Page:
Urban brownfield land prices continued to increase across the UK during the first quarter of the year, while prices even remained unchanged in prime central London, ending five consecutive quarters of prices declines, new figures show.
The divergence between the performance of greenfield and urban land markets across England has become less pronounced in recent months, but the data provided by Knight Frank’s research department suggests that markets remain relatively distinct, with different drivers.
Urban residential land values, based on sites across Birmingham, Manchester, Leeds, Bristol and outer London, continue to increase, supported in part by a widening supply-demand imbalance in these cities.
While urban land values have risen by a cumulative 21% since the beginning of 2015, the pace of annual growth in the urban land market has slowed to 3.9%, down from 13.4% in Q1 last year. The quarterly increase in prices was 2.9%, the strongest quarterly growth in a year, fuelled by outperformance in the Birmingham and Leeds markets.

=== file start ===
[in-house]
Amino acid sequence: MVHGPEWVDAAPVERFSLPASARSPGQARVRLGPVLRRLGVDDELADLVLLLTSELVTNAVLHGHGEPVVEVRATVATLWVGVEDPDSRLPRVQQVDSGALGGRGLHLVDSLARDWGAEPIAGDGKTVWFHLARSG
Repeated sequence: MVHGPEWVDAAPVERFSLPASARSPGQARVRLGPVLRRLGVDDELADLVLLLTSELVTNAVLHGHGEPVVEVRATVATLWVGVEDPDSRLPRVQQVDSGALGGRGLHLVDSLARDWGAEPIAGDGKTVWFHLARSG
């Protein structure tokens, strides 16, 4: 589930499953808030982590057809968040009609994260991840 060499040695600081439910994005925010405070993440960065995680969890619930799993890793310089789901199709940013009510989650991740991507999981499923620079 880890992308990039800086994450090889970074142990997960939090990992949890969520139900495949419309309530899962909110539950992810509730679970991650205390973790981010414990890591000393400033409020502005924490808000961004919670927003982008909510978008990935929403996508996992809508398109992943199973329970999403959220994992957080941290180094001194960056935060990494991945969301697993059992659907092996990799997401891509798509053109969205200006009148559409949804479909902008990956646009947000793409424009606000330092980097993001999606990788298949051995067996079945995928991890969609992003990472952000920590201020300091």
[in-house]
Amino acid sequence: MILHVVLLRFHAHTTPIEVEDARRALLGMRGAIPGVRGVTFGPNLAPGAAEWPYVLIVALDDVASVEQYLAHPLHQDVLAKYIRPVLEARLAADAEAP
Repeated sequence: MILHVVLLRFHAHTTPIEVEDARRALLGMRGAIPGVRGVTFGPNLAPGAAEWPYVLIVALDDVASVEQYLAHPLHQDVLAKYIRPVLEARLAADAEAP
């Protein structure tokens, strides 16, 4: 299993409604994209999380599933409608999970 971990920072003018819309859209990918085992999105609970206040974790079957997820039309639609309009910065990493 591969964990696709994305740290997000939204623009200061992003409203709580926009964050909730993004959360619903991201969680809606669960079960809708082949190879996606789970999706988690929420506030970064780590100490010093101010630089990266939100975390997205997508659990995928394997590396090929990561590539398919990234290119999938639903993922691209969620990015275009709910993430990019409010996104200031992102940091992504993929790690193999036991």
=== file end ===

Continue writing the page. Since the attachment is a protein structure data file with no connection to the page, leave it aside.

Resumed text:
The figures also reveal that average values in the greenfield land market rose by 1.4% in Q1, the first quarterly growth since December 2014, albeit at levels which do not necessarily indicate a substantial change of direction in the market.
As with the urban land market, growth in the greenfield land market is driven by particular areas of the country, especially the North and Midlands, where the appetite for land and limited supply is putting upward pressure on pricing.
But Knight Frank insist that a major consideration weighing on land values is the continued rise in construction costs, which are prompting a revision to development economics and appraisals in some cases.
In prime central London, average values have fallen by 14% since the third quarter of 2015. However, much like the market in 2010, there are signs that some investors are looking to return to the market as they perceive more stable pricing in the sales market.
“It will be interesting to note the relative performance of zone 1 compared to the rest of the capital over the next 12 months,” said Grainne Gilmore, head of UK residential research at Knight Frank.